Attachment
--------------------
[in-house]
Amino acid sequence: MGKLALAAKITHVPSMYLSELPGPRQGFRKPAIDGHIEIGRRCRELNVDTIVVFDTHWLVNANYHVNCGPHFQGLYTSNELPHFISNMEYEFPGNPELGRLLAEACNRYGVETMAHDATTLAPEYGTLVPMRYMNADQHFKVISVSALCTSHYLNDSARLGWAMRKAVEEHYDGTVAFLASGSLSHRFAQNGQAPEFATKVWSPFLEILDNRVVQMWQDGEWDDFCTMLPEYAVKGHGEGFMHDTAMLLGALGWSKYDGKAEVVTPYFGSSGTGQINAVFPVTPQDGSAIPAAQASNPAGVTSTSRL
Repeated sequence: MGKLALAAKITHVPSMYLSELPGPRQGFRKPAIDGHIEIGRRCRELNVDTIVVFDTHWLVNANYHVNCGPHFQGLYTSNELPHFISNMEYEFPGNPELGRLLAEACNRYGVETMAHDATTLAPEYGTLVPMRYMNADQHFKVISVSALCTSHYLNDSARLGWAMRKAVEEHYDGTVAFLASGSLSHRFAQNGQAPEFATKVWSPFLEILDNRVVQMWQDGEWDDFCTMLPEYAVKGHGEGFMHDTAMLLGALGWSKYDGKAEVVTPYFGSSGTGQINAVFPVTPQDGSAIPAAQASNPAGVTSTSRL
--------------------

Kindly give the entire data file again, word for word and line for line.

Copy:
[in-house]
Amino acid sequence: MGKLALAAKITHVPSMYLSELPGPRQGFRKPAIDGHIEIGRRCRELNVDTIVVFDTHWLVNANYHVNCGPHFQGLYTSNELPHFISNMEYEFPGNPELGRLLAEACNRYGVETMAHDATTLAPEYGTLVPMRYMNADQHFKVISVSALCTSHYLNDSARLGWAMRKAVEEHYDGTVAFLASGSLSHRFAQNGQAPEFATKVWSPFLEILDNRVVQMWQDGEWDDFCTMLPEYAVKGHGEGFMHDTAMLLGALGWSKYDGKAEVVTPYFGSSGTGQINAVFPVTPQDGSAIPAAQASNPAGVTSTSRL
Repeated sequence: MGKLALAAKITHVPSMYLSELPGPRQGFRKPAIDGHIEIGRRCRELNVDTIVVFDTHWLVNANYHVNCGPHFQGLYTSNELPHFISNMEYEFPGNPELGRLLAEACNRYGVETMAHDATTLAPEYGTLVPMRYMNADQHFKVISVSALCTSHYLNDSARLGWAMRKAVEEHYDGTVAFLASGSLSHRFAQNGQAPEFATKVWSPFLEILDNRVVQMWQDGEWDDFCTMLPEYAVKGHGEGFMHDTAMLLGALGWSKYDGKAEVVTPYFGSSGTGQINAVFPVTPQDGSAIPAAQASNPAGVTSTSRL